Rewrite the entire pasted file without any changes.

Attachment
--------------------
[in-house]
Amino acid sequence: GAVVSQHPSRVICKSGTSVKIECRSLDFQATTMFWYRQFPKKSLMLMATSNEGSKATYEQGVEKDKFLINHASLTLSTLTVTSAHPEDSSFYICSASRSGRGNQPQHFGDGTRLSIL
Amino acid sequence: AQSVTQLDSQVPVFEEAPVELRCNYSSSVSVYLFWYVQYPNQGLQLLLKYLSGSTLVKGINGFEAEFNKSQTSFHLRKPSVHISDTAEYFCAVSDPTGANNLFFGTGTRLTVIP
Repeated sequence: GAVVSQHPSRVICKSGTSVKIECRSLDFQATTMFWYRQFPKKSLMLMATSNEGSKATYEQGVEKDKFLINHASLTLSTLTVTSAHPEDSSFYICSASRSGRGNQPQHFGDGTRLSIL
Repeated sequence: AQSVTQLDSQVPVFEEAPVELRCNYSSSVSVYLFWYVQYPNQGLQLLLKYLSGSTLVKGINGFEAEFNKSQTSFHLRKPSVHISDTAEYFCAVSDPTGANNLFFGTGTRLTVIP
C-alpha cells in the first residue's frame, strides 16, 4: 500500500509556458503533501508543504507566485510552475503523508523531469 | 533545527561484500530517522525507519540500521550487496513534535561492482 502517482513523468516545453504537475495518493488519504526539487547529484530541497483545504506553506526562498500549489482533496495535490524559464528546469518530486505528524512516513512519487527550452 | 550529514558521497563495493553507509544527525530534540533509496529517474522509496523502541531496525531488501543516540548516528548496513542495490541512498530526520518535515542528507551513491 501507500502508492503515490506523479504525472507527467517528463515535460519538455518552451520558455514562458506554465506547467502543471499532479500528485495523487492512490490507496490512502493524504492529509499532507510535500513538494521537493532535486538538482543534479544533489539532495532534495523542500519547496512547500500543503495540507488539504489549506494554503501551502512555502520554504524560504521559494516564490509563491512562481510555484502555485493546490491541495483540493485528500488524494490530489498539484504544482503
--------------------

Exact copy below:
[in-house]
Amino acid sequence: GAVVSQHPSRVICKSGTSVKIECRSLDFQATTMFWYRQFPKKSLMLMATSNEGSKATYEQGVEKDKFLINHASLTLSTLTVTSAHPEDSSFYICSASRSGRGNQPQHFGDGTRLSIL
Amino acid sequence: AQSVTQLDSQVPVFEEAPVELRCNYSSSVSVYLFWYVQYPNQGLQLLLKYLSGSTLVKGINGFEAEFNKSQTSFHLRKPSVHISDTAEYFCAVSDPTGANNLFFGTGTRLTVIP
Repeated sequence: GAVVSQHPSRVICKSGTSVKIECRSLDFQATTMFWYRQFPKKSLMLMATSNEGSKATYEQGVEKDKFLINHASLTLSTLTVTSAHPEDSSFYICSASRSGRGNQPQHFGDGTRLSIL
Repeated sequence: AQSVTQLDSQVPVFEEAPVELRCNYSSSVSVYLFWYVQYPNQGLQLLLKYLSGSTLVKGINGFEAEFNKSQTSFHLRKPSVHISDTAEYFCAVSDPTGANNLFFGTGTRLTVIP
C-alpha cells in the first residue's frame, strides 16, 4: 500500500509556458503533501508543504507566485510552475503523508523531469 | 533545527561484500530517522525507519540500521550487496513534535561492482 502517482513523468516545453504537475495518493488519504526539487547529484530541497483545504506553506526562498500549489482533496495535490524559464528546469518530486505528524512516513512519487527550452 | 550529514558521497563495493553507509544527525530534540533509496529517474522509496523502541531496525531488501543516540548516528548496513542495490541512498530526520518535515542528507551513491 501507500502508492503515490506523479504525472507527467517528463515535460519538455518552451520558455514562458506554465506547467502543471499532479500528485495523487492512490490507496490512502493524504492529509499532507510535500513538494521537493532535486538538482543534479544533489539532495532534495523542500519547496512547500500543503495540507488539504489549506494554503501551502512555502520554504524560504521559494516564490509563491512562481510555484502555485493546490491541495483540493485528500488524494490530489498539484504544482503